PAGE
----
This article is written by Mobiefit’s nutrition expert, Shwetha Bhatia. She is also the founder of Gym & Tonic, where she customizes workouts according to the needs and requirements of her clients.

With human evolution, running is no more an activity which bears any significant existential relevance. Nevertheless, running has long been a mode of maintaining optimum cardiovascular fitness and is one of the sought after fitness activities with the urban population. Modern-day runners, recreational or professional, could be broadly classified into two categories :

  • Sprinters.
  • Marathon and Ultra Marathon runners.

Unlike common perception, running involves complex biomechanics and precise neurological coordination of various muscle groups. Thus it requires a large amount of strength to cope with the stress it calls for.

As bipeds, the three weight-bearing joints – hips, knees, and ankles- bear a lot of impact each time the foot strikes the surface while running. Also, it is quintessential for a runner to have a fair amount of upper body strength to maintain posture needed to outlast long runs or generate the power needed for short bouts of sprints. Thus strength training is of paramount importance not only to avoid joint injuries over time but also for optimum running performance.

Often overlooked, the calf muscles can be targeted by adding exercises such as Toe Raises and Calf Raises.

A comprehensive strength training program should address the following training needs and muscle groups that are crucial to runners :

Back and Paraspinal muscles: Running for a long time demands your spine and shoulders be held upright, which corresponds to adding exercises which will strengthen the upper back, lower back and para-spinal group efficiently.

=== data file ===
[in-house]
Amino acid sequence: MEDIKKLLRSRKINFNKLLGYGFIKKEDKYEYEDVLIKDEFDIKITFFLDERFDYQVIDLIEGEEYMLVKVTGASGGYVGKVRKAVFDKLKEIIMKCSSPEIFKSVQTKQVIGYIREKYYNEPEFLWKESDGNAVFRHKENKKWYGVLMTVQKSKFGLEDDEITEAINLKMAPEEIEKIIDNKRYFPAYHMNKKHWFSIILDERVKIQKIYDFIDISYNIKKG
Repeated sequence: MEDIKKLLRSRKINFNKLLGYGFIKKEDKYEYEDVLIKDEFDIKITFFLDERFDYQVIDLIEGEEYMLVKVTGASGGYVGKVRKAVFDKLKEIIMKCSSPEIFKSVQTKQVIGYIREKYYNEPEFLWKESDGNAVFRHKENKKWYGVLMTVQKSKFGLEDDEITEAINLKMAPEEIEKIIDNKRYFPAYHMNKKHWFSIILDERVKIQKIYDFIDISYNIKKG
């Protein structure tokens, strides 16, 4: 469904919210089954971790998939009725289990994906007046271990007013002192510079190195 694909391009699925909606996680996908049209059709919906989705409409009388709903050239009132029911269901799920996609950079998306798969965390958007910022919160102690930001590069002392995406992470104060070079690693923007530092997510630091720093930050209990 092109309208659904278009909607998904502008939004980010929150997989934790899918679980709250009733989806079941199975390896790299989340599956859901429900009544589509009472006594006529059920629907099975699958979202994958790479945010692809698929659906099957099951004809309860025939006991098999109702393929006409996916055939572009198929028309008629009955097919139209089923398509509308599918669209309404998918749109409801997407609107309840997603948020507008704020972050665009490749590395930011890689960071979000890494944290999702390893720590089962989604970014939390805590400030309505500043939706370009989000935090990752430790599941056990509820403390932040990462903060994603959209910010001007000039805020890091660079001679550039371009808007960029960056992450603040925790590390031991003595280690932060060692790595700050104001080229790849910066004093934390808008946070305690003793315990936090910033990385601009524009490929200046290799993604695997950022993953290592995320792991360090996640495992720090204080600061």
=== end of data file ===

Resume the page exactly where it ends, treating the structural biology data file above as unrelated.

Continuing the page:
Chest and Abdominal muscles: Anterior part of the upper half of the torso needs to be strong to ensure ample muscle balance between chest and back muscles. Equally important is training the transverse and rectus abdominis and obliques, which contribute significantly towards power generation and help in stabilizing the runner during exhaustive runs.

Hip Flexors: Hip flexion is what initiates the run, breaking into a run calls for raising the knee forward. The flexor group thus needs to be strong enough to last throughout. Including exercises like weighted leg raises will help build strength in these muscles.

Quadriceps, Hamstrings and Gluteal Group: The trio of quads, hams and glutes are the holy grail of lower body strength for any individual, let alone runners. Strength imbalance or tightness in these muscles is quite common and is the reason for a majority of injuries amongst runners. Compound exercises like squats, lunges, step ups, hip thrusts along with leg curls should be a part of every strength training program.

Calf and Tibialis Anterior: While the calf muscles, namely the Gastrocnemius and Soleus are crucial as they aid in efficient venous return to the heart, the Tibialis Anterior, a muscle running parallel to the shins, will help the ankle joint and the shins bear the impact of the foot striking the ground. Often overlooked, these muscles can be targeted by adding exercises such as Toe Raises and Calf Raises to the program.

Strength Training Workouts

Soreness post workout is a commonly experienced phenomenon and will subdue in a couple of days. One should keep in mind that training regularly will help the body adapt and dissipate the pain faster.

Based on the nature of the running program and also the availability of time, one to two days a week of strength training is recommended. If you are working out once a week, follow this chart:

If you are scheduling two days in the week for strength training, then you can distribute upper and lower body workouts for each day:

Pay heed to these precautions before taking on the strength training:

  • Proper warmup and mobility drills should be done before initiating training.
  • Full body static passive stretches and foam rolling should be done post every workout session.
  • Each stretch to be held for a minimum duration of 20 secs and repeated twice, before the point of pain, breathing normally.

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